Further, the EPA already painstakingly collects scientific data and other details from the studies that it relies on to make policy decisions. I know because they asked me for it. The EPA's 2015 decision on a revised ambient ozone standard relied on many studies of ozone pollution and its relationship with health outcomes, including work that I did as a doctoral student at Georgia Tech looking at exposure measurement in ambient air pollutants.

Even though I had conducted the study several years earlier as a graduate student, EPA scientists tracked me down and got me to dig through my files and find the original data that supported the figures and conclusions of my study so I could share it with the agency. If that isn't dedication to scientific integrity in science-based policy, I don't know what is.

It wastes taxpayer dollars and adds red tape

Ironically, the bill is directly at odds with the Trump administration's stated desire to create a more efficient government. It adds unnecessary and burdensome redundancy to the process of keeping clean our air, water, and land. Pruitt is adding red tape to the federal government, not reducing it.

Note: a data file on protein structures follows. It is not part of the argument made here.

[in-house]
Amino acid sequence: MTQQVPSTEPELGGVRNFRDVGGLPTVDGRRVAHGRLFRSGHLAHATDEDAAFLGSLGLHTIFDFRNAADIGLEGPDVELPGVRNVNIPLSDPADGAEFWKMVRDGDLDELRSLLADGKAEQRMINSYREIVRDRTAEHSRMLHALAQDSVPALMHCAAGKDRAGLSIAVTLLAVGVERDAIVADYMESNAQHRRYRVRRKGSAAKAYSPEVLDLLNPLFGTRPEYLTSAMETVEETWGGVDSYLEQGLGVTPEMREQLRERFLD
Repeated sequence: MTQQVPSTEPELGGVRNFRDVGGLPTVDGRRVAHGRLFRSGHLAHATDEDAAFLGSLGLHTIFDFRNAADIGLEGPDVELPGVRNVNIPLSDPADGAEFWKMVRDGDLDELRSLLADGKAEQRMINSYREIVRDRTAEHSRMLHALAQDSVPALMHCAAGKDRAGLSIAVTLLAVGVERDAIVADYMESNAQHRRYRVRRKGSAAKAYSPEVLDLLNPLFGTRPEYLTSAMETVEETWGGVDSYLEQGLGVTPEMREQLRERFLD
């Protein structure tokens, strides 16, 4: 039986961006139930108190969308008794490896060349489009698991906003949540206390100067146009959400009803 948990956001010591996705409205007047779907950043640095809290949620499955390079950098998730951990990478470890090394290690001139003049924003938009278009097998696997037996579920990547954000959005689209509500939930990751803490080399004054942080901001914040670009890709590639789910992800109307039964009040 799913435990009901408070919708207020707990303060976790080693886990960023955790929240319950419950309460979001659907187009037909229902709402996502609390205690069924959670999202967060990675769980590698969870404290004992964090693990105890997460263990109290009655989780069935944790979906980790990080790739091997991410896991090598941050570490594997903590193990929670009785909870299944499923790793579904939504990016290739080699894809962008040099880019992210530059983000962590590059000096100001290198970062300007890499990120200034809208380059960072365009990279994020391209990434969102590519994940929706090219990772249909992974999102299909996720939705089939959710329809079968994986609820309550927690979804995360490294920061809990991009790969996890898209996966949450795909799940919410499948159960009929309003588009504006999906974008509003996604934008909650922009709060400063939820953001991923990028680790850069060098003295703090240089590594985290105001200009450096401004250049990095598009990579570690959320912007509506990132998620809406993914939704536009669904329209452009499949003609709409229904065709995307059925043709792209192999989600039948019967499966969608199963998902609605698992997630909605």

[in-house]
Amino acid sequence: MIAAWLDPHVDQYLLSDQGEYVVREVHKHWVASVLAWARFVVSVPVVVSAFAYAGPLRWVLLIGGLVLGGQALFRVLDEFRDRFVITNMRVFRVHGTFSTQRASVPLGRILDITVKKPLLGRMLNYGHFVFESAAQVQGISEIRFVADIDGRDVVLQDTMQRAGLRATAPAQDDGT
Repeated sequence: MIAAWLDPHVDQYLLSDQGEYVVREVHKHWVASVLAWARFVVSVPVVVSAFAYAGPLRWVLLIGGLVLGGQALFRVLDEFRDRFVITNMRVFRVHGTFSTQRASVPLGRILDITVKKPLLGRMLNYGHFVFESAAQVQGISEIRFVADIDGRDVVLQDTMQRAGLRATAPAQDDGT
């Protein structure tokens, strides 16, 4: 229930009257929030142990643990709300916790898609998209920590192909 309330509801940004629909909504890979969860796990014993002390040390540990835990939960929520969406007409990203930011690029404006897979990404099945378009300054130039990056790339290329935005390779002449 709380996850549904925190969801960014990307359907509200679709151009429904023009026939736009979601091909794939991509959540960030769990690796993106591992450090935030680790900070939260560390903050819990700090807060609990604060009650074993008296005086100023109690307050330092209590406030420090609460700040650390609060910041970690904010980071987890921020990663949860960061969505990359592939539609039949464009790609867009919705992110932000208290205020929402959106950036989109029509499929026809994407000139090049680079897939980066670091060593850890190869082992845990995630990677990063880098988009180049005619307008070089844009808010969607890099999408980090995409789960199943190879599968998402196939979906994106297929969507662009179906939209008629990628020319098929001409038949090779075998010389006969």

It is also wasting taxpayer dollars. Last year, the Congressional Budget Office estimated that it would cost the EPA an additional $250 million per year to comply with Chairman Smith's HONEST Act. But the administration wasn't even honest about that. It was revealed that EPA leadership claimed the move would pose no additional burden, burying the comments of EPA staff, who asserted the tremendous cost of implementation and also noted that the bill would threaten EPA expertise, jeopardize personal and confidential business information, and "significantly impede EPA's ability to protect the health and the environment of Americans." The greater scientific community backed up this assertion. A letter signed by 23 scientific societies and academic institutions also raised concerns the bill would "constrain the EPA from making a proposal based on the best available science."